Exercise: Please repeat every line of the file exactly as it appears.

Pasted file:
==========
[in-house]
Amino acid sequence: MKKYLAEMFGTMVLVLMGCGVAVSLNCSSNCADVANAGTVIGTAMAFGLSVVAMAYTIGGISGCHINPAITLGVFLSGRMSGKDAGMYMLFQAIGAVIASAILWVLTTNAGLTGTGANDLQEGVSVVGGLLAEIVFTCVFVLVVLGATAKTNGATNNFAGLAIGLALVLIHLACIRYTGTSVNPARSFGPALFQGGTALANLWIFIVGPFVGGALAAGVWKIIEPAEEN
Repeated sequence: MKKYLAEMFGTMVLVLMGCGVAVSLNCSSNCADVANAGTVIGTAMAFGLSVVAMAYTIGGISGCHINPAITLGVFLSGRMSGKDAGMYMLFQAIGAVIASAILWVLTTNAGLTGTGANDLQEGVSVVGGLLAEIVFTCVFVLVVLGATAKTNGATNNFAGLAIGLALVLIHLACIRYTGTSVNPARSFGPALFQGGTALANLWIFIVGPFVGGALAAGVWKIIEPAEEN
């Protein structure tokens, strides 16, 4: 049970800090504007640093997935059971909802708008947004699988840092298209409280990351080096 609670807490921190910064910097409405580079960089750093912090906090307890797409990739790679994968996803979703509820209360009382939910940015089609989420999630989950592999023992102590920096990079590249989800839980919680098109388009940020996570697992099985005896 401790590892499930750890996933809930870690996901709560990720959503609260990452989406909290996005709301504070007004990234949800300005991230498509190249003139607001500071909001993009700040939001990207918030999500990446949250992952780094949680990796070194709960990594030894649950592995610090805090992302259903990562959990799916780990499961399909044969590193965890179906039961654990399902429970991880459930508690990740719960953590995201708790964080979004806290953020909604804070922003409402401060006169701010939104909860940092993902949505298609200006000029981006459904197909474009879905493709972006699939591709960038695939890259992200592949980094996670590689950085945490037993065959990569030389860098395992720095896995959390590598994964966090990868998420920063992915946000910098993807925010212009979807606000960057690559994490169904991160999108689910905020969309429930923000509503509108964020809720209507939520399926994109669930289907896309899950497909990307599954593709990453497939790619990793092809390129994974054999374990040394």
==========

[in-house]
Amino acid sequence: MKKYLAEMFGTMVLVLMGCGVAVSLNCSSNCADVANAGTVIGTAMAFGLSVVAMAYTIGGISGCHINPAITLGVFLSGRMSGKDAGMYMLFQAIGAVIASAILWVLTTNAGLTGTGANDLQEGVSVVGGLLAEIVFTCVFVLVVLGATAKTNGATNNFAGLAIGLALVLIHLACIRYTGTSVNPARSFGPALFQGGTALANLWIFIVGPFVGGALAAGVWKIIEPAEEN
Repeated sequence: MKKYLAEMFGTMVLVLMGCGVAVSLNCSSNCADVANAGTVIGTAMAFGLSVVAMAYTIGGISGCHINPAITLGVFLSGRMSGKDAGMYMLFQAIGAVIASAILWVLTTNAGLTGTGANDLQEGVSVVGGLLAEIVFTCVFVLVVLGATAKTNGATNNFAGLAIGLALVLIHLACIRYTGTSVNPARSFGPALFQGGTALANLWIFIVGPFVGGALAAGVWKIIEPAEEN
């Protein structure tokens, strides 16, 4: 049970800090504007640093997935059971909802708008947004699988840092298209409280990351080096 609670807490921190910064910097409405580079960089750093912090906090307890797409990739790679994968996803979703509820209360009382939910940015089609989420999630989950592999023992102590920096990079590249989800839980919680098109388009940020996570697992099985005896 401790590892499930750890996933809930870690996901709560990720959503609260990452989406909290996005709301504070007004990234949800300005991230498509190249003139607001500071909001993009700040939001990207918030999500990446949250992952780094949680990796070194709960990594030894649950592995610090805090992302259903990562959990799916780990499961399909044969590193965890179906039961654990399902429970991880459930508690990740719960953590995201708790964080979004806290953020909604804070922003409402401060006169701010939104909860940092993902949505298609200006000029981006459904197909474009879905493709972006699939591709960038695939890259992200592949980094996670590689950085945490037993065959990569030389860098395992720095896995959390590598994964966090990868998420920063992915946000910098993807925010212009979807606000960057690559994490169904991160999108689910905020969309429930923000509503509108964020809720209507939520399926994109669930289907896309899950497909990307599954593709990453497939790619990793092809390129994974054999374990040394």